Readers have final say in a truly independent media
Although the Belfast Telegraph is, as far as I can ascertain, the only news outlet in Ireland (and one of the very few in the UK) to have a readers' editor, there are newspapers and TV/radio stations across the world which do.
An excellent body called the Organisation of News Ombudsmen acts as an umbrella group for assorted readers' editors, Ombudsmen and Public Editors (as they're often known in the United States).
The ONO is a not-for-profit organisation, formed in 1980 and headquartered in the US.
It provides advice, inspiration and support for readers' editors and ombudsmen the world over and is an invaluable resource on best practice (see www. newsombudsmen.org).
The ONO acknowledges that readers' representatives come in many guises. Major outlets often have full-time positions, staffed by a veteran journalist, who is independent of the organisation's news-gathering framework.
Others hand the job of representing readers' interests to a senior staff member – effective, but often not perceived as fully independent.
As I am also Managing Editor and Readers' Editor, the Belfast Telegraph's model leans towards the latter.
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Because of this, I am an associate member of the ONO, rather than a full member.
Nevertheless, I am free to participate almost as if I was a full member.
The reason I raise this is because an ONO member landed himself in very hot water recently... for doing his job.
A readers' representative doesn't just hold the newspaper to account – at times upholding the interest of readers means standing up against external pressures being brought to bear on the newspaper.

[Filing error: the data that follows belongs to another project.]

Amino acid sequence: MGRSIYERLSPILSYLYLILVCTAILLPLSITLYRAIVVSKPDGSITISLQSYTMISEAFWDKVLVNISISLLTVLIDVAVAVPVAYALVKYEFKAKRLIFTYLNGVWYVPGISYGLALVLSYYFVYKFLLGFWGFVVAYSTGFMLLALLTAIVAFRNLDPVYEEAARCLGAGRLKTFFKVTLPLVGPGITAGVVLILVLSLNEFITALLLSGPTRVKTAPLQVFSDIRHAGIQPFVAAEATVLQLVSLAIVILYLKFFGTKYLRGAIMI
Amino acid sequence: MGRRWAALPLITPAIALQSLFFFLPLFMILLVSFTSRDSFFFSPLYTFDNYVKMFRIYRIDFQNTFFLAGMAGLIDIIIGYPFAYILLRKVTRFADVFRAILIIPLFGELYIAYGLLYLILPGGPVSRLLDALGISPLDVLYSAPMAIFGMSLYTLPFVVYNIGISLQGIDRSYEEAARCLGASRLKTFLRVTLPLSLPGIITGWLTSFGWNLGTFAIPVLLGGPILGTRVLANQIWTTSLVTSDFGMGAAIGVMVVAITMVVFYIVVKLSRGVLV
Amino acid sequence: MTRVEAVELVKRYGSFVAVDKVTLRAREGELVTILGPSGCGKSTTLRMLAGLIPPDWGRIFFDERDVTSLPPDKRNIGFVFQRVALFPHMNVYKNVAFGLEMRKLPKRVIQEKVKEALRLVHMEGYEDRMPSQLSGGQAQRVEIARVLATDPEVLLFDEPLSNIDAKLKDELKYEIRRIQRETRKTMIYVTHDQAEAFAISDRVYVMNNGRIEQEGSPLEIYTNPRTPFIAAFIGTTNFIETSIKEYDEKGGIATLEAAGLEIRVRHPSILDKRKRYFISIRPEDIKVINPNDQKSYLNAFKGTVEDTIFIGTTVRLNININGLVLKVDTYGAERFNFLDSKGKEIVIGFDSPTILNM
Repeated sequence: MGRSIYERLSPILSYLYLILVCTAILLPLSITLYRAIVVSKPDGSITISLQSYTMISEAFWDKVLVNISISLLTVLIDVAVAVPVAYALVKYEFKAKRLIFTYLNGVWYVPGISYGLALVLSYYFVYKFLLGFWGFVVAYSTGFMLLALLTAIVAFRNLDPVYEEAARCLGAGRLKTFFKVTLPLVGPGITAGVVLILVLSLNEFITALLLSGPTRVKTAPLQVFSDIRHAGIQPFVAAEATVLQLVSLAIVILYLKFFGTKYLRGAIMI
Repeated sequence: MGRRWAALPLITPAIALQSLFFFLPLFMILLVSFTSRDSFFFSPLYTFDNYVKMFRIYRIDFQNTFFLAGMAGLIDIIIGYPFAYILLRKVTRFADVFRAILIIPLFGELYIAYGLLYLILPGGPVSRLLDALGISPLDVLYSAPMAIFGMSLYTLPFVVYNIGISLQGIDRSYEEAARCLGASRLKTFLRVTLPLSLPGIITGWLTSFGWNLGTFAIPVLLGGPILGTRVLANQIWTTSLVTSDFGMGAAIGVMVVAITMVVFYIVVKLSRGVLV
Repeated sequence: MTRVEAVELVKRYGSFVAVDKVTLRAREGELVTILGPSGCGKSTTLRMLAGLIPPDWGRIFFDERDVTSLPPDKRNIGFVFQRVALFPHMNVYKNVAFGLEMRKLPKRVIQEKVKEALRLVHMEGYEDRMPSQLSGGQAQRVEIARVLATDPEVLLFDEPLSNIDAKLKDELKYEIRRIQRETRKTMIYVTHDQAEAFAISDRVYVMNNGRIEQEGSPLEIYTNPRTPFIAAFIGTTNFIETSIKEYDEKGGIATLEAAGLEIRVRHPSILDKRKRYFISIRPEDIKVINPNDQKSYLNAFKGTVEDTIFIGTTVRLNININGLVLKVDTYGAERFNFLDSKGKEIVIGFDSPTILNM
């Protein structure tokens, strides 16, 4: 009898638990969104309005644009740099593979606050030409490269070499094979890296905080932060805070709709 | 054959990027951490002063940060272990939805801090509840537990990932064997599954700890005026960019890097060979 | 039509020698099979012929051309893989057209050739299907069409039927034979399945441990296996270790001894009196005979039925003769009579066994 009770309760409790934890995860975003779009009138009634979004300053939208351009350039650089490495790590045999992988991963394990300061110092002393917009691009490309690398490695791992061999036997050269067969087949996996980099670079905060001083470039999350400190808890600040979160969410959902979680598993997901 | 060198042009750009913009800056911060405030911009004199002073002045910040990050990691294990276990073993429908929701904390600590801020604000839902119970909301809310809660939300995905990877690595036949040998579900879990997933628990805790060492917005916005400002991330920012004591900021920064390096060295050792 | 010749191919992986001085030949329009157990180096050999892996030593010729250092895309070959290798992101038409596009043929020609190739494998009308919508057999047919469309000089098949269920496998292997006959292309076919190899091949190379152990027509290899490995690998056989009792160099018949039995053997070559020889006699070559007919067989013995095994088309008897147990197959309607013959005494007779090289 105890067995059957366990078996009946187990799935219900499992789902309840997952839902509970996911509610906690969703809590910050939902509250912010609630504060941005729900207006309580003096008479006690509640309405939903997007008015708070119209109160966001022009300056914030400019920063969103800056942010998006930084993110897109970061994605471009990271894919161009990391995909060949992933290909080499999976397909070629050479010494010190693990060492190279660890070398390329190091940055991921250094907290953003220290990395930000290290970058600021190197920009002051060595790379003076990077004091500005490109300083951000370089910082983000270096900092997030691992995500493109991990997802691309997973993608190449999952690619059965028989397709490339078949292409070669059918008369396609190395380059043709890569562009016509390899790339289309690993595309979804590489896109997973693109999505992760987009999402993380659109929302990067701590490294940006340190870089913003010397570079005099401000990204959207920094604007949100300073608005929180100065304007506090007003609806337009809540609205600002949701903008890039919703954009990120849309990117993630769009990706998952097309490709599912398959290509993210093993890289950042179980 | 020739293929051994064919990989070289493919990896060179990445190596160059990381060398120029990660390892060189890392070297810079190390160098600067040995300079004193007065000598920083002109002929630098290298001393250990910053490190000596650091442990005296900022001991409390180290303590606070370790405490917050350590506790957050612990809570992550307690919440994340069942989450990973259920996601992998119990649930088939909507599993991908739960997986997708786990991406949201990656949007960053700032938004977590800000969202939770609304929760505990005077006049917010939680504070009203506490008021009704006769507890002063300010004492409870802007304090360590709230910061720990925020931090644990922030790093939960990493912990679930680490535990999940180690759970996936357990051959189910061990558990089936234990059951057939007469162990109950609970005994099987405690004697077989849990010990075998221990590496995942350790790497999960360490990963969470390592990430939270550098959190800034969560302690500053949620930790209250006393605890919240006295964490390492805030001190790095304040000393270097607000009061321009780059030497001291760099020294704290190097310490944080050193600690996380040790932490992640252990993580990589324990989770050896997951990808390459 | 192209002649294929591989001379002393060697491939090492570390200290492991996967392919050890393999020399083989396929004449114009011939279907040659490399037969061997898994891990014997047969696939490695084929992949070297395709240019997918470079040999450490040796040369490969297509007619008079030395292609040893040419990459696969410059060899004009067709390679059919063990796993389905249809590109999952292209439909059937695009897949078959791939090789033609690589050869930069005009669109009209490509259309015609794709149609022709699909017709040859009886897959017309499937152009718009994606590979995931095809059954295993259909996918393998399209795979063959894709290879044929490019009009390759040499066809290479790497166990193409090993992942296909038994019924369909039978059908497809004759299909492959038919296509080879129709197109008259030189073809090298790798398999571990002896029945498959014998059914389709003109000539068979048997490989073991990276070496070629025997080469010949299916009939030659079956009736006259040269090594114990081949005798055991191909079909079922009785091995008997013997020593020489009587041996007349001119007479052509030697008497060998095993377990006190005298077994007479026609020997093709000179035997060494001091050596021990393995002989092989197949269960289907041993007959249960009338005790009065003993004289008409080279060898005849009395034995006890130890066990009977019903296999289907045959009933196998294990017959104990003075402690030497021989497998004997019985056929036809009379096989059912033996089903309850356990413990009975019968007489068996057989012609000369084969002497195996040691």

But sometimes it is the internal pressures which are fiercest.
This month, my ONO colleague Yavuz Baydar, a widely respected journalist and ombudsman for Turkey's Sabah newspaper, was fired. The catalyst was the coverage of the huge protests in Istanbul's Gezi Park.
Sabah had been a leading liberal, pro-reform newspaper, but had been bought over by a company with an allegedly close relationship to prime minister Recep Tayyip Erdogan.
Readers had complained that the once-fiercely independent paper had become too pro-government, without being fully transparent about its agenda.
After a series of spats with the editor – some played out in public – the paper refused to publish some of Baydar's thorn-in-the-flesh columns questioning the integrity of its reporting of Gezi Park. Instead, he was fired.
Every cloud has a silver lining, I suppose. A global spotlight now shines on the state of Turkey's media, with accusations that a toxic mix of publishers too cosy with the government and the increasingly autocratic behaviour of the prime minister are stifling dissent and undermining media freedom.